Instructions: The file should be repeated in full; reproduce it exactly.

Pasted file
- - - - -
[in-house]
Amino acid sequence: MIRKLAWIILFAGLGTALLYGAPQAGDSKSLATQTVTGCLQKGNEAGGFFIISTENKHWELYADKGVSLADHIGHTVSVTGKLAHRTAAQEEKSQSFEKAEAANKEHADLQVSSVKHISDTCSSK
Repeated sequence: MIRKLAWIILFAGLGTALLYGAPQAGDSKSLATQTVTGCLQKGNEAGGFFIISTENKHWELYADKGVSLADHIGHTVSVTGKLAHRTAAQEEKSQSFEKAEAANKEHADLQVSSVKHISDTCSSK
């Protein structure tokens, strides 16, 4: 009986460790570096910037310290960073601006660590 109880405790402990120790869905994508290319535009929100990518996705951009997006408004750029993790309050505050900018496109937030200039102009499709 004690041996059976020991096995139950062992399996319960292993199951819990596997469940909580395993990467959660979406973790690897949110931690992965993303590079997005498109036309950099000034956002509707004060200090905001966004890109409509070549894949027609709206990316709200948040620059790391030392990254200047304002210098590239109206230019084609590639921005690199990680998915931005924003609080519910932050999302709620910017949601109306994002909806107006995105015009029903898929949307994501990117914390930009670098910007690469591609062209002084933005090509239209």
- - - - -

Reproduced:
[in-house]
Amino acid sequence: MIRKLAWIILFAGLGTALLYGAPQAGDSKSLATQTVTGCLQKGNEAGGFFIISTENKHWELYADKGVSLADHIGHTVSVTGKLAHRTAAQEEKSQSFEKAEAANKEHADLQVSSVKHISDTCSSK
Repeated sequence: MIRKLAWIILFAGLGTALLYGAPQAGDSKSLATQTVTGCLQKGNEAGGFFIISTENKHWELYADKGVSLADHIGHTVSVTGKLAHRTAAQEEKSQSFEKAEAANKEHADLQVSSVKHISDTCSSK
């Protein structure tokens, strides 16, 4: 009986460790570096910037310290960073601006660590 109880405790402990120790869905994508290319535009929100990518996705951009997006408004750029993790309050505050900018496109937030200039102009499709 004690041996059976020991096995139950062992399996319960292993199951819990596997469940909580395993990467959660979406973790690897949110931690992965993303590079997005498109036309950099000034956002509707004060200090905001966004890109409509070549894949027609709206990316709200948040620059790391030392990254200047304002210098590239109206230019084609590639921005690199990680998915931005924003609080519910932050999302709620910017949601109306994002909806107006995105015009029903898929949307994501990117914390930009670098910007690469591609062209002084933005090509239209």